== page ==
“programmers”. What we need, and what you want to be, is an “engineer.” I run into
lots of “programmers”, folks who have read “Learn C# (or whatever) in 21 Days” and
think they can program on 100k LOC systems. If I were guiding a young person looking
to get into software, I would teach programming, yes, but only as a facet of software
Learn how to gather requirements.
Learn how to design a system based on the requirements, and look for design
patterns, such as n-tier, MVC, etc…
Write your code so that it is testable and maintainable.
Learn to WRITE TESTS!!
Learn to refactor.
Honestly, programming should be about half of what an engineer does.
Beginning Resources
Look at any programmers’ bookshelf, and you will see a line of books covering a range of
technical topics. Even with the resources available on the web, books are unsurpassed in their
coverage of software development.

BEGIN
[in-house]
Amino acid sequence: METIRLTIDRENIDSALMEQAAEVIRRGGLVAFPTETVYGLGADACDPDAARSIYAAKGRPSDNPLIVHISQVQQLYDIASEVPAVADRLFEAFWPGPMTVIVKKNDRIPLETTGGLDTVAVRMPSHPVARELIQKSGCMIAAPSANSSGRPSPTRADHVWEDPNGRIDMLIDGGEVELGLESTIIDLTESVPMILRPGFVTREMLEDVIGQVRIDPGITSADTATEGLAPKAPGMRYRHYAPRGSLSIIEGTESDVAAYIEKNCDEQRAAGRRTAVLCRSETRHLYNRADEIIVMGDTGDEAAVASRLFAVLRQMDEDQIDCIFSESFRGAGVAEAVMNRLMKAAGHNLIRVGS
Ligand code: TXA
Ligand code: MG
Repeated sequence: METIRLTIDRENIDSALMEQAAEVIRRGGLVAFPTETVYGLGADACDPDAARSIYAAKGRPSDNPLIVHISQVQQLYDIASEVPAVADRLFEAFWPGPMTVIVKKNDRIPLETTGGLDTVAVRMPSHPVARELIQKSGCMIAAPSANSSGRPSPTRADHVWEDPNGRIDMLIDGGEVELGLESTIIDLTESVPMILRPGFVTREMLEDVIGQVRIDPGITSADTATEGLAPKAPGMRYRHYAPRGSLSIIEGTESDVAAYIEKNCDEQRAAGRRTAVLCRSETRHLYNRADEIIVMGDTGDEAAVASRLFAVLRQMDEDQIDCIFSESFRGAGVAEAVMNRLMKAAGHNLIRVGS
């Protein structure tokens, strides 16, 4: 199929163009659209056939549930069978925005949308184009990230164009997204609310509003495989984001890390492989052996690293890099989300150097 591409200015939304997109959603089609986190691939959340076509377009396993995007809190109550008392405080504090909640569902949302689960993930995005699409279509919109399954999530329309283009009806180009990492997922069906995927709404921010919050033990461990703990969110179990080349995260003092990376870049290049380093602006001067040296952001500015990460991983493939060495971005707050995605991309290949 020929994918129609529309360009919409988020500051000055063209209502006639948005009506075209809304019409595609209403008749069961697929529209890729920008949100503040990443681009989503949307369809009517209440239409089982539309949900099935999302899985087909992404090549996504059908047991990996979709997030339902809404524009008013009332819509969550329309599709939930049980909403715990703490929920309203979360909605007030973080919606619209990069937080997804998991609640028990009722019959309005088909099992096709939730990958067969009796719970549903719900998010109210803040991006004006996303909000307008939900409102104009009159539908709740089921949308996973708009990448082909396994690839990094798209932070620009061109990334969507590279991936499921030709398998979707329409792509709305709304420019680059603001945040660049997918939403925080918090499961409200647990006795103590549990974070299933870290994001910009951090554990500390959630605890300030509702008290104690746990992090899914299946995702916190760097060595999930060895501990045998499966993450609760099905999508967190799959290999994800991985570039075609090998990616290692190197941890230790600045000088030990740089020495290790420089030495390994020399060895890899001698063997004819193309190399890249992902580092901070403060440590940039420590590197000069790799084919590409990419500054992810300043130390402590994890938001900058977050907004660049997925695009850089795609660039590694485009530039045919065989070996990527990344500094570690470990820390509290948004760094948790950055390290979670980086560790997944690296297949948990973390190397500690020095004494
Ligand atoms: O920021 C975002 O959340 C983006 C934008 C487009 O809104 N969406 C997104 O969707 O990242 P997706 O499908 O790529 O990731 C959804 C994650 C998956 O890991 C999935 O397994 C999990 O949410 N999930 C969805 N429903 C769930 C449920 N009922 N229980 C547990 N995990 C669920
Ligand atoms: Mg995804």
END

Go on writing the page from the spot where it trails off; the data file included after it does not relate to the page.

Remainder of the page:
In general, programming books from Wrox, O’Reilly and Apress are high quality.
The books below are about learning language syntax and basic programming concepts. Choose
the books for the language you are interested in pursuing based on the discussion in “What
Programming Language Should I Learn?”
For game development, see the question “How Do I Make a Computer Game?” in the FAQ
section, below.
Beginning ASP.NET 3.5
Beginning ASP.NET 3.5 in C# 2008
Ruby on Rails
Beginning Ruby on Rails
Beginning Ruby on Rails E-Commerce
PHP 6 and MySQL 5 for Dynamic Web Sites: Visual QuickPro Guide
PHP and MySQL Web Development
Head First Java
Beginning Programming with Java For Dummies
Advanced Resources
The books listed below cover concepts that transcend language syntax, and are for reading
once you have a good handle on the technical side of programming (typically 6-12 months in).
The Pragmatic Programmer: From Journeyman to Master
Code Complete: A Practical Handbook of Software Construction
Refactoring: Improving the Design of Existing Code
Rapid Development: Taming Wild Software Schedules
Peopleware: Productive Projects and Teams
Software Requirements
Software Estimation: Demystifying the Black Art
Frequently Asked Questions (FAQ)
How can I become a .NET programmer?
Your best bet is to buy one of the books I mentioned above, read it cover to cover, and build
your own dynamic website. As I’ve said, it’s the fastest way to learn a language without paying
thousands of dollars to attend a training course.